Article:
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Coalition Groups Oppose Fort Irwin Expansion Plan





July 16, 2001 


Legislation to expand Fort Irwin Army base presented to Congress

Conservation organizations blast Army's plan to expand tank warfare training in fragile desert

Contact: Daniel Patterson, Center for Biological Diversity, (520) 623-5252x306
Michael Connor, Desert Tortoise Preserve Committee, (951) 683-3872
Carrie Sandstedt, California Wilderness Coalition, (530) 758-0380

California's desert wildlife and wilderness are subject to attack by a U.S. Army proposal to expand the Fort Irwin National Training Center in the western Mojave Desert. The expansion would destroy pristine public lands, plants and animals in the increasingly beleaguered California desert.

A growing coalition of public interest organizations decried the Army's proposal, responding to draft legislation released last Friday which would add over 100,000 acres of what are now lands currently managed by the Bureau of Land Management-including critical desert tortoise habitat and undesignated wilderness-to the sprawling Fort Irwin base.

The groups charge that the Army and the Department of Interior are rushing the expansion. They allege that this is a premature land grab and the Army should comply with the law before they take an area that they admit is an essential sanctuary for the desert tortoise. Since the animal was listed as threatened under the Endangered Species Act in 1989, desert tortoise numbers have plummeted in the western Mojave, partly due to the loss of its habitat to development, mining, grazing, off-roading and military training.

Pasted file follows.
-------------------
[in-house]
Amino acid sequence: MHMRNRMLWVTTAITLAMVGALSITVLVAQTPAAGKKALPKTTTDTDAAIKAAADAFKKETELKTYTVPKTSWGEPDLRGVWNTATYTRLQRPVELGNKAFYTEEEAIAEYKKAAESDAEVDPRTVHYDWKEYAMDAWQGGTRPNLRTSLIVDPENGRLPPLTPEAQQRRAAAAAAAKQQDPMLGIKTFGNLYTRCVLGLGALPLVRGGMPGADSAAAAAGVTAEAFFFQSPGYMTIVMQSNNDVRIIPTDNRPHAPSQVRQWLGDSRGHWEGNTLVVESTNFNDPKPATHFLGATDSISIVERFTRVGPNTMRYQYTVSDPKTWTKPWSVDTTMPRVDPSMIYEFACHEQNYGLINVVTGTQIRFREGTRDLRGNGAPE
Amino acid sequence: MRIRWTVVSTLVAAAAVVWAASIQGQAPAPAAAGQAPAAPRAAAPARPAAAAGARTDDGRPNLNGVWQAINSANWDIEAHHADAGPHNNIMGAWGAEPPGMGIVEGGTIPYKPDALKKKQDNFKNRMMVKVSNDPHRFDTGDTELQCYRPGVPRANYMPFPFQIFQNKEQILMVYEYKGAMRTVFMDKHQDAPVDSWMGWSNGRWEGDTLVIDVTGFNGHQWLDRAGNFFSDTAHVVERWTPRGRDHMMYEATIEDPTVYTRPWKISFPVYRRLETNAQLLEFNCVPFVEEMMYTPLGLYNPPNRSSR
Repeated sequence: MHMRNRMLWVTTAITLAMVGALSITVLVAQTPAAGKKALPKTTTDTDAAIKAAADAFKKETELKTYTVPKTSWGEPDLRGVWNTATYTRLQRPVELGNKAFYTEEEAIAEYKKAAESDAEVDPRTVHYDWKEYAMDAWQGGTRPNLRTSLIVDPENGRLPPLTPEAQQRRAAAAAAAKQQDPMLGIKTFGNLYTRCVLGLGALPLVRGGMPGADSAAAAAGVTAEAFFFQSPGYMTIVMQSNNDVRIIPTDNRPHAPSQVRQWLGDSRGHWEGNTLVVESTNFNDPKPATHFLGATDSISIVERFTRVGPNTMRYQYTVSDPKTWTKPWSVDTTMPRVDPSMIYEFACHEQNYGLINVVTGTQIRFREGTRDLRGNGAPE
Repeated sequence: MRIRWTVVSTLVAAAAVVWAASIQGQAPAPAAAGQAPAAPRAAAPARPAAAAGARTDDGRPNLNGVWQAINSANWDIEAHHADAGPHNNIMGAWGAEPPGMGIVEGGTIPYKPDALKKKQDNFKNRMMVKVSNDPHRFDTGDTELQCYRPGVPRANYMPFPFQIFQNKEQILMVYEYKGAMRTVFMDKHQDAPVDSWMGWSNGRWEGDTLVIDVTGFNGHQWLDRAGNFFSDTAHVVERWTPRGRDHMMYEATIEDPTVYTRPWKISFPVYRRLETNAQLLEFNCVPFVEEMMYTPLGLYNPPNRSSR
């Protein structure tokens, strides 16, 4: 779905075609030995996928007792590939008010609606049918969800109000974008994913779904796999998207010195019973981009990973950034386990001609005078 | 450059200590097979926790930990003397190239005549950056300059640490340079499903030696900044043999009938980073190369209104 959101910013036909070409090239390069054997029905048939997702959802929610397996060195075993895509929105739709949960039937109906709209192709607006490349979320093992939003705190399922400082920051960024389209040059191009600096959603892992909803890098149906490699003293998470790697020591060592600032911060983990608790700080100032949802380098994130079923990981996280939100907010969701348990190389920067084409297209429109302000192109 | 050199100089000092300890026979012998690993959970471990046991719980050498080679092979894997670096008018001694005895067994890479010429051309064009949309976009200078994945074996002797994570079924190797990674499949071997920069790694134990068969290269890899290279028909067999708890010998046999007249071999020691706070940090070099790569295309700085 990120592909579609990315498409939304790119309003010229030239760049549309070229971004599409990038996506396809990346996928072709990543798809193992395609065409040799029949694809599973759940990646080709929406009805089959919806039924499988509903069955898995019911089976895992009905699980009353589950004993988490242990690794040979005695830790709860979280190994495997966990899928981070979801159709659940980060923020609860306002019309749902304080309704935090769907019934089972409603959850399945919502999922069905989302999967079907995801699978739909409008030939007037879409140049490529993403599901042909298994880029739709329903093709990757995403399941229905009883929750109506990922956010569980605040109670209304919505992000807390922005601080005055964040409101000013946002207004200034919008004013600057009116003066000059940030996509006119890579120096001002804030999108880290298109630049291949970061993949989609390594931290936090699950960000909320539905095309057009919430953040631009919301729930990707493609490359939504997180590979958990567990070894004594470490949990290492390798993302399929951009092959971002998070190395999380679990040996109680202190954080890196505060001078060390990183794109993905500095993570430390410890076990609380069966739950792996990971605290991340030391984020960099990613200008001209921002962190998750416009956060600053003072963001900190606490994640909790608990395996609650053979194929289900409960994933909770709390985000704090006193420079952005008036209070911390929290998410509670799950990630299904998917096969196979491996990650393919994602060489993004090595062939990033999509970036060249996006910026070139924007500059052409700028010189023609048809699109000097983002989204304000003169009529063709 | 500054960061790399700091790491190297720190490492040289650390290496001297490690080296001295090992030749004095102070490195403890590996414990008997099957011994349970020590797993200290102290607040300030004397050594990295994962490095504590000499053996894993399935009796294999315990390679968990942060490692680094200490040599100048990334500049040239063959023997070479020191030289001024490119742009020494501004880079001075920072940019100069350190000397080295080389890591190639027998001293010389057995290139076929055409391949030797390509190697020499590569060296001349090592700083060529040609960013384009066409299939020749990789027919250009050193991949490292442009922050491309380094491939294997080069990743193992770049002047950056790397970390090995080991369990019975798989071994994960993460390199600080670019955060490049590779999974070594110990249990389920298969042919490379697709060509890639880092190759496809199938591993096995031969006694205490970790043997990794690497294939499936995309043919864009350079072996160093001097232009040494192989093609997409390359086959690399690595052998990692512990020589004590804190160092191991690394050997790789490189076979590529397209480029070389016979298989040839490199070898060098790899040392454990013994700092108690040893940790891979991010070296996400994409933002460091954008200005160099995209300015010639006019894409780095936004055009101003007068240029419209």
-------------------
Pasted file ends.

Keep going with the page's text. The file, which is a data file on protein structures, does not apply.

"If the Army expands its tank training into the Superior Valley, we will be faced with a major battle to protect the desert tortoise and the flowering Lane Mountain milkvetch from extinction in the West Mojave that will impact all desert users," stated Dr. Michael Connor, Executive Director of the Desert Tortoise Preserve Committee.

The organizations say the eastern expansion will also destroy the wilderness values of two longstanding candidates for protection as federal Wilderness: the Avawatz Mountains and South Avawatz Mountains Wilderness Study Areas. "These pristine lands contain many special values and deserve to be protected as wilderness. The areas are simply too beautiful and wild to be run over by tanks." said Paul Spitler, Executive Director of the California Wilderness Coalition.

The groups also argue that the Army needs to better justify its need for these lands at a time when military needs and the Army's role is changing. "They last analyzed their land needs eight years ago. Since that time, there have been significant changes in technology and the global political landscape. The legislation for this expansion should not proceed until the Army has done a current analysis of their land use requirements," asserts Spitler.

The coalition of organizations vows to fight the current legislation. " Desert wildlife cannot afford to loose any critical habitat. The transfer of these lands should not even be considered until the public's loss and the impacts of tank training are evaluated under the National Environmental Policy Act and Endangered Species Act," states Daniel Patterson, of the Center for Biological Diversity. "Passing this legislation to give the Army these lands now doesn't make any sense and short-circuits the public process."

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